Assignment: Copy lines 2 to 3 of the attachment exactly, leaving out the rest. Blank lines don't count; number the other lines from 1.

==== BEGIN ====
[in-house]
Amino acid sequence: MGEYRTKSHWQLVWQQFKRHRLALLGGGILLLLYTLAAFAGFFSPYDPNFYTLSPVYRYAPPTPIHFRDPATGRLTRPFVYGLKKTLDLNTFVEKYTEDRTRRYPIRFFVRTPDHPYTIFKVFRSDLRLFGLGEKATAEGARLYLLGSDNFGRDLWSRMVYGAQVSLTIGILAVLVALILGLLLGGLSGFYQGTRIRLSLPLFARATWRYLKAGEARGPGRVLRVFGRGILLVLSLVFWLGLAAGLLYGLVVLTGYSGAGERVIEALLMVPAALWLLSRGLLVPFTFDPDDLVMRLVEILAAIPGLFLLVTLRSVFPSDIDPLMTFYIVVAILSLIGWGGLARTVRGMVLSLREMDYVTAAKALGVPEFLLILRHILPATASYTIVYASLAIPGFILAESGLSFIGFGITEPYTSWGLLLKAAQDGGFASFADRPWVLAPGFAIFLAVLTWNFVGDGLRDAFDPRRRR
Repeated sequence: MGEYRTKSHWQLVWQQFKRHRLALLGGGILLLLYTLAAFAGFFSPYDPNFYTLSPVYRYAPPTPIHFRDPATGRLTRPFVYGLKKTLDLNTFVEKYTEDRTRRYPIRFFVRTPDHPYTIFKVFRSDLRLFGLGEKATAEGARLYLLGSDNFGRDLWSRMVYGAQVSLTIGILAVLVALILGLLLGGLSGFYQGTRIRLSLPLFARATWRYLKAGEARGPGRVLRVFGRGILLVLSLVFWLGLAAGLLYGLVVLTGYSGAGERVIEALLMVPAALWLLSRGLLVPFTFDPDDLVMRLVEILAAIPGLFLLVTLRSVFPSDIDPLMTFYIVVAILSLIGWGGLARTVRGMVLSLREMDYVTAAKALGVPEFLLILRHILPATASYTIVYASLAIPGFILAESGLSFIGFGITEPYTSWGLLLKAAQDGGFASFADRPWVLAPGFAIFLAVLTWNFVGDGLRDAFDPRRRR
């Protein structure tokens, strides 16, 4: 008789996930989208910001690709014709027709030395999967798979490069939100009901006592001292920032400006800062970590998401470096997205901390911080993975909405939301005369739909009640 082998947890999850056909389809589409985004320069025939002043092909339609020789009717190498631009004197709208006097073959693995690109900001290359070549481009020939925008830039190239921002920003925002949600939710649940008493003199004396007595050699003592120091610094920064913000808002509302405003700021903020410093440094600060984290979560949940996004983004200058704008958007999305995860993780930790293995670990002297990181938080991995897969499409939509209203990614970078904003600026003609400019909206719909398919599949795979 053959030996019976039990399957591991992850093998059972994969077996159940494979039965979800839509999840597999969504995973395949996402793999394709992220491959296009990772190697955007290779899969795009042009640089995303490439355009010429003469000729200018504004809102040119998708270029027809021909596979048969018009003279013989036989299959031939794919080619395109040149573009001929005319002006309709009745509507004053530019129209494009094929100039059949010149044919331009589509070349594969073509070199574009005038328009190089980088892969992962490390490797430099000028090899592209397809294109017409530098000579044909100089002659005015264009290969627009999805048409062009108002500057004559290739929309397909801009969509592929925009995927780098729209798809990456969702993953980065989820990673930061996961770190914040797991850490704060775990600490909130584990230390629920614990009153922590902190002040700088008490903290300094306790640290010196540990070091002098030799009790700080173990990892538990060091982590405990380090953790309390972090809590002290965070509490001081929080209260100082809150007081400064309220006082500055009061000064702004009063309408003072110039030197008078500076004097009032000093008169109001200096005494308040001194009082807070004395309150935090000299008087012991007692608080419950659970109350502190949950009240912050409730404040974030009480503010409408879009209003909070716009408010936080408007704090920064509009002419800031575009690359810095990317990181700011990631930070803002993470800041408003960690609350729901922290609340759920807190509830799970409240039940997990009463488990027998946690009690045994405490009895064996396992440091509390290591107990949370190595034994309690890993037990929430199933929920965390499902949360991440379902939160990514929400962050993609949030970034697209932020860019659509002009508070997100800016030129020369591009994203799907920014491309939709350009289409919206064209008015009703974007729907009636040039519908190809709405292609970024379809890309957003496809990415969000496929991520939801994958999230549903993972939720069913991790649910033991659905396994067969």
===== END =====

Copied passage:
Amino acid sequence: MGEYRTKSHWQLVWQQFKRHRLALLGGGILLLLYTLAAFAGFFSPYDPNFYTLSPVYRYAPPTPIHFRDPATGRLTRPFVYGLKKTLDLNTFVEKYTEDRTRRYPIRFFVRTPDHPYTIFKVFRSDLRLFGLGEKATAEGARLYLLGSDNFGRDLWSRMVYGAQVSLTIGILAVLVALILGLLLGGLSGFYQGTRIRLSLPLFARATWRYLKAGEARGPGRVLRVFGRGILLVLSLVFWLGLAAGLLYGLVVLTGYSGAGERVIEALLMVPAALWLLSRGLLVPFTFDPDDLVMRLVEILAAIPGLFLLVTLRSVFPSDIDPLMTFYIVVAILSLIGWGGLARTVRGMVLSLREMDYVTAAKALGVPEFLLILRHILPATASYTIVYASLAIPGFILAESGLSFIGFGITEPYTSWGLLLKAAQDGGFASFADRPWVLAPGFAIFLAVLTWNFVGDGLRDAFDPRRRR
Repeated sequence: MGEYRTKSHWQLVWQQFKRHRLALLGGGILLLLYTLAAFAGFFSPYDPNFYTLSPVYRYAPPTPIHFRDPATGRLTRPFVYGLKKTLDLNTFVEKYTEDRTRRYPIRFFVRTPDHPYTIFKVFRSDLRLFGLGEKATAEGARLYLLGSDNFGRDLWSRMVYGAQVSLTIGILAVLVALILGLLLGGLSGFYQGTRIRLSLPLFARATWRYLKAGEARGPGRVLRVFGRGILLVLSLVFWLGLAAGLLYGLVVLTGYSGAGERVIEALLMVPAALWLLSRGLLVPFTFDPDDLVMRLVEILAAIPGLFLLVTLRSVFPSDIDPLMTFYIVVAILSLIGWGGLARTVRGMVLSLREMDYVTAAKALGVPEFLLILRHILPATASYTIVYASLAIPGFILAESGLSFIGFGITEPYTSWGLLLKAAQDGGFASFADRPWVLAPGFAIFLAVLTWNFVGDGLRDAFDPRRRR